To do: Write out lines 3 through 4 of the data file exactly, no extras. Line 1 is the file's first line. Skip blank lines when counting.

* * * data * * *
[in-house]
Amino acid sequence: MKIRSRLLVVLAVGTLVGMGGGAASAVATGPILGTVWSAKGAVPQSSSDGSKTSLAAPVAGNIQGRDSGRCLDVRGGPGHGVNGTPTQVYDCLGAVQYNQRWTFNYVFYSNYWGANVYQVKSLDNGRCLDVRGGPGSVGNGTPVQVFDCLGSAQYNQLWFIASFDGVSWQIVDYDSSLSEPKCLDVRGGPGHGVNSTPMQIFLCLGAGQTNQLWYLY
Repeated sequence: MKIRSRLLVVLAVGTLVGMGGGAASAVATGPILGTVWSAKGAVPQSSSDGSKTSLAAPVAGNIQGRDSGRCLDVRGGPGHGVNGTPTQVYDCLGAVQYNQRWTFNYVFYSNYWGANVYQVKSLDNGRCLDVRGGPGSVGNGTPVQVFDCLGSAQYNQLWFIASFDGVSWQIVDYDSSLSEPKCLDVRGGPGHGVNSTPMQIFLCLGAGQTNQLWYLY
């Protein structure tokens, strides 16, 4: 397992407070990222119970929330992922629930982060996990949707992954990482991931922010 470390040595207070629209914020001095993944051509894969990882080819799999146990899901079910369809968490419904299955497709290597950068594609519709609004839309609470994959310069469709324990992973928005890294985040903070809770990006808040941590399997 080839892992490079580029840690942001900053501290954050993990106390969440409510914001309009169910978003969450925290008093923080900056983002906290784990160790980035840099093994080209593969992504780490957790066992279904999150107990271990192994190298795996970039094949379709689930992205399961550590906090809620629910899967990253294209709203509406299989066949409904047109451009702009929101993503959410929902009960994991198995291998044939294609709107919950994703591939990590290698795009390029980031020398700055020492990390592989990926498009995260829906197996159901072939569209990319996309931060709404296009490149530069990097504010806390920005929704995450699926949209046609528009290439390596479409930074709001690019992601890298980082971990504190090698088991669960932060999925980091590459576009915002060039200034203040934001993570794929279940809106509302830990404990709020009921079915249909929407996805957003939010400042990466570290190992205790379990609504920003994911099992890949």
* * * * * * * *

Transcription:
Repeated sequence: MKIRSRLLVVLAVGTLVGMGGGAASAVATGPILGTVWSAKGAVPQSSSDGSKTSLAAPVAGNIQGRDSGRCLDVRGGPGHGVNGTPTQVYDCLGAVQYNQRWTFNYVFYSNYWGANVYQVKSLDNGRCLDVRGGPGSVGNGTPVQVFDCLGSAQYNQLWFIASFDGVSWQIVDYDSSLSEPKCLDVRGGPGHGVNSTPMQIFLCLGAGQTNQLWYLY
């Protein structure tokens, strides 16, 4: 397992407070990222119970929330992922629930982060996990949707992954990482991931922010 470390040595207070629209914020001095993944051509894969990882080819799999146990899901079910369809968490419904299955497709290597950068594609519709609004839309609470994959310069469709324990992973928005890294985040903070809770990006808040941590399997 080839892992490079580029840690942001900053501290954050993990106390969440409510914001309009169910978003969450925290008093923080900056983002906290784990160790980035840099093994080209593969992504780490957790066992279904999150107990271990192994190298795996970039094949379709689930992205399961550590906090809620629910899967990253294209709203509406299989066949409904047109451009702009929101993503959410929902009960994991198995291998044939294609709107919950994703591939990590290698795009390029980031020398700055020492990390592989990926498009995260829906197996159901072939569209990319996309931060709404296009490149530069990097504010806390920005929704995450699926949209046609528009290439390596479409930074709001690019992601890298980082971990504190090698088991669960932060999925980091590459576009915002060039200034203040934001993570794929279940809106509302830990404990709020009921079915249909929407996805957003939010400042990466570290190992205790379990609504920003994911099992890949």